Flat White

ScoMo and Josh: worse than Whitlam?

24 July 2020

5:00 AM

24 July 2020

5:00 AM

In delivering the economic and fiscal update on Thursday, Treasurer Josh Frydenberg delivered on his promise of ‘eye-watering’ numbers. An estimated seven per cent contraction in real GDP in the June quarter – easily the largest in the 60 years of quarterly national accounts – and a $280 billion addition to Commonwealth debt in two years are hard to beat in the shock-and-awe stakes.  

While the public attention is riveted to the deficit and debt numbers, also shocking is the explosion in Commonwealth government spending that accounts for a large part of the deficits. Outlays are set to balloon from an actual $478 billion in 2018-19 to an estimated $550 billion in 2019-20 and $640 billion in the current fiscal year, which is where the revised estimates stop. This is an increase of 34 per cent in two years. 

Looked at another way, outlays will increase from 24.5 per cent of GDP in 2018-19 to 33.8 per cent in 2020-21. Commonwealth spending was once zero, but it took a very long time to reach 24.5 per cent of GDP. Now we are told it will increase by another 9 percentage points of GDP in just two years. This must surely be the largest peacetime increase in a short span of time in the history of the Commonwealth.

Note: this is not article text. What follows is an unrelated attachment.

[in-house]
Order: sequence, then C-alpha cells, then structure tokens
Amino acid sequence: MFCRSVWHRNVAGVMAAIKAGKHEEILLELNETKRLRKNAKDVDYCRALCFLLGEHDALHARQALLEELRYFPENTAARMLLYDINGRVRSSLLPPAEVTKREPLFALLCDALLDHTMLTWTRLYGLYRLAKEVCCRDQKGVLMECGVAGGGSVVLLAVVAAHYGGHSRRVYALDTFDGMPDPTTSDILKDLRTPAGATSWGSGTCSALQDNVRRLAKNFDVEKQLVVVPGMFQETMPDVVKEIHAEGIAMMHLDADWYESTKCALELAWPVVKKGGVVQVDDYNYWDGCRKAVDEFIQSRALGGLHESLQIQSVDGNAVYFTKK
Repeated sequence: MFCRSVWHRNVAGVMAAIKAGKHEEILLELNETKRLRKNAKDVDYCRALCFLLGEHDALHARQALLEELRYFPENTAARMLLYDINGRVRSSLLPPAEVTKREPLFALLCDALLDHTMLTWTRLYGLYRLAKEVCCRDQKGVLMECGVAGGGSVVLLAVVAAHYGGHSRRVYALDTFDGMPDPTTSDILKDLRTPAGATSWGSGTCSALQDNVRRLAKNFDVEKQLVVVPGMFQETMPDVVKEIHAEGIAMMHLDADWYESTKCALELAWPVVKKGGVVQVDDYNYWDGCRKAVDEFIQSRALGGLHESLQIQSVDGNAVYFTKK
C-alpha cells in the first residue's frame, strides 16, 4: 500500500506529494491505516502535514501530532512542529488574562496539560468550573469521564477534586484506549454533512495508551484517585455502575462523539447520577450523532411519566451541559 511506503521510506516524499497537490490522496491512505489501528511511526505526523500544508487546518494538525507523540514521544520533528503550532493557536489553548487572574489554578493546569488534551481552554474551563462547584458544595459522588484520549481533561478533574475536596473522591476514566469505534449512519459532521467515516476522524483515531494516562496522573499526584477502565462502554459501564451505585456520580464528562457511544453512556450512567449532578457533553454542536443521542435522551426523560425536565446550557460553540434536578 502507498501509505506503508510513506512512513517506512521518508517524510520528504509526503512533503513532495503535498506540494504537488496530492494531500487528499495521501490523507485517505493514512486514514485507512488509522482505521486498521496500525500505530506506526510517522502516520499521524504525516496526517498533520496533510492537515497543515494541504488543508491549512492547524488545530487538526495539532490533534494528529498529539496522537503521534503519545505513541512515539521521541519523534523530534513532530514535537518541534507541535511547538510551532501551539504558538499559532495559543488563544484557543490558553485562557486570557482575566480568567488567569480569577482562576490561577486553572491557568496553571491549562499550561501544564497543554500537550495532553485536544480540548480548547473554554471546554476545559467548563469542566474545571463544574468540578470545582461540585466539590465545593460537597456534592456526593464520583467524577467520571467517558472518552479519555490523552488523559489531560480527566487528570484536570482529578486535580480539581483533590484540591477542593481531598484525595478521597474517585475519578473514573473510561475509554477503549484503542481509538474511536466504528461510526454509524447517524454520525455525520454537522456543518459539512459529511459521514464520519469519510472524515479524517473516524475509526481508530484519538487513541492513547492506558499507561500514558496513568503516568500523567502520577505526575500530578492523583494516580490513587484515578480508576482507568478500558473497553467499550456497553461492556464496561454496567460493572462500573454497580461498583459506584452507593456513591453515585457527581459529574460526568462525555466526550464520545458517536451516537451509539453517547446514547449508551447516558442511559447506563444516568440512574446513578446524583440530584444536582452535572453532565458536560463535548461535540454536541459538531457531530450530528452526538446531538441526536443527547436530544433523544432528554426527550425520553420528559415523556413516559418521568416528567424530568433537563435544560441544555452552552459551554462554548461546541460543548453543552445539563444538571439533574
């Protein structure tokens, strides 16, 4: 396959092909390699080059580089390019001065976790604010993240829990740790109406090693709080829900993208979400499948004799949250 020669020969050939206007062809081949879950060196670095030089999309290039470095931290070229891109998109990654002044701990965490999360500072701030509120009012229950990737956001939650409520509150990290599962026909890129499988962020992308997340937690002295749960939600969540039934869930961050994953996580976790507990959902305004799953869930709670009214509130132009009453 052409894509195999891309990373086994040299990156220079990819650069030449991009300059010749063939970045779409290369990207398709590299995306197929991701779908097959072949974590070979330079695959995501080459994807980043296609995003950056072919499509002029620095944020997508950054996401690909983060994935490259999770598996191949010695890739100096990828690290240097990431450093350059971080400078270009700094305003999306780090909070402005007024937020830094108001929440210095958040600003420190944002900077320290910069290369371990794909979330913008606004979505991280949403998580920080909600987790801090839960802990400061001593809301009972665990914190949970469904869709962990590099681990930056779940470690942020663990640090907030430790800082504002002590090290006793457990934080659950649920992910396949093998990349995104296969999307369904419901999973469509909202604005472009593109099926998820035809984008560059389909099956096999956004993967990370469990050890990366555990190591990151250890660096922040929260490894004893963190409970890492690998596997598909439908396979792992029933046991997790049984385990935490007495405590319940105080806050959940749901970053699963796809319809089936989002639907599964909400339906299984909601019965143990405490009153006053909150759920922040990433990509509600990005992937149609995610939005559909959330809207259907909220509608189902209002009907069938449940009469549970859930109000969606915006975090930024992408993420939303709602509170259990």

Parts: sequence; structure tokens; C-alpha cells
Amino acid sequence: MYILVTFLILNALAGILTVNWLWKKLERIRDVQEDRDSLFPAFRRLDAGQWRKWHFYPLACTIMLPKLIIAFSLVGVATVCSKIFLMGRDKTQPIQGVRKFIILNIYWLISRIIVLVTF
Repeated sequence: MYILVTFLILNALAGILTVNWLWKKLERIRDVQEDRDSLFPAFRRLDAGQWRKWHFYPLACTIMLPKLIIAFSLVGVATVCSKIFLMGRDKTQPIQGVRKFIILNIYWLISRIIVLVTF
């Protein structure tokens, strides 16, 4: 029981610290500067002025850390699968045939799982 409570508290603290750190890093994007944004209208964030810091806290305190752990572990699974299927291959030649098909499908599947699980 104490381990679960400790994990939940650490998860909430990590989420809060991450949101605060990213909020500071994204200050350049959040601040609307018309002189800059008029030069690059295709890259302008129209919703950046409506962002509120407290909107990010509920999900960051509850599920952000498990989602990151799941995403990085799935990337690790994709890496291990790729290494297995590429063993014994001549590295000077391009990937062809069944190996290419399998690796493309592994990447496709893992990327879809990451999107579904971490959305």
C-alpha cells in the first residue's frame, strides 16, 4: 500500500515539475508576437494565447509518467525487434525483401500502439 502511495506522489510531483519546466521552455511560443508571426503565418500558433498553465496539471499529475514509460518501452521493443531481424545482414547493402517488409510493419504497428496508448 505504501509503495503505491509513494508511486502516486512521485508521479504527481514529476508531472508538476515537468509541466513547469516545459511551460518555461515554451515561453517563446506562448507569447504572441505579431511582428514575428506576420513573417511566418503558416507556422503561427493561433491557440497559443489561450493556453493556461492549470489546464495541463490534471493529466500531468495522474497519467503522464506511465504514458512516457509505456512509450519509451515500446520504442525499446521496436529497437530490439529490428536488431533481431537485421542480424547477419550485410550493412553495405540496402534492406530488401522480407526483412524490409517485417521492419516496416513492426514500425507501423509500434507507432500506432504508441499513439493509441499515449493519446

It puts in the shade the increase of six percentage points over four years that is a much-cited measure of the Whitlam government’s aggressive enlargement of the welfare state and the central government’s role. 


Circumstances now are different. The Morrison Government is dealing with a pandemic and the associated economic and social wreckage (never mind that much of the wrecking has been ordered by the government itself). Frydenberg repeats what we’ve heard before – that it will all be temporary.  

Fiscal history tells us we can’t be so sure. It’s crises like the current one that seed new government spending of the permanent kind. Well-prepped advocates of such are lining up for free child care, a big permanent increase in JobSeeker, and so on. 

We should hope the government resists these entreaties and that Frydenberg is right about the temporary nature of the upsurge in expenditure. The government’s intention in last year’s budget to hold the line on outlays at 24.5 per cent of GDP and gradually reduce them to 23.5 per cent was pivotal to its plan to reduce debt while capping taxation.  

We can forget about reductions in debt for a few years, but permanent increases in outlays will jeopardize any chance of getting it back onto a downward path and also bring  the risk of higher taxation down the road.    

Robert Carling is a Senior Fellow at the Centre for Independent Studies and a former IMF and federal and state Treasury economist.

Illustration: National Archives of Australia.

Got something to add? Join the discussion and comment below.

     

Got something to add? Join the discussion and comment below.


Show comments
Close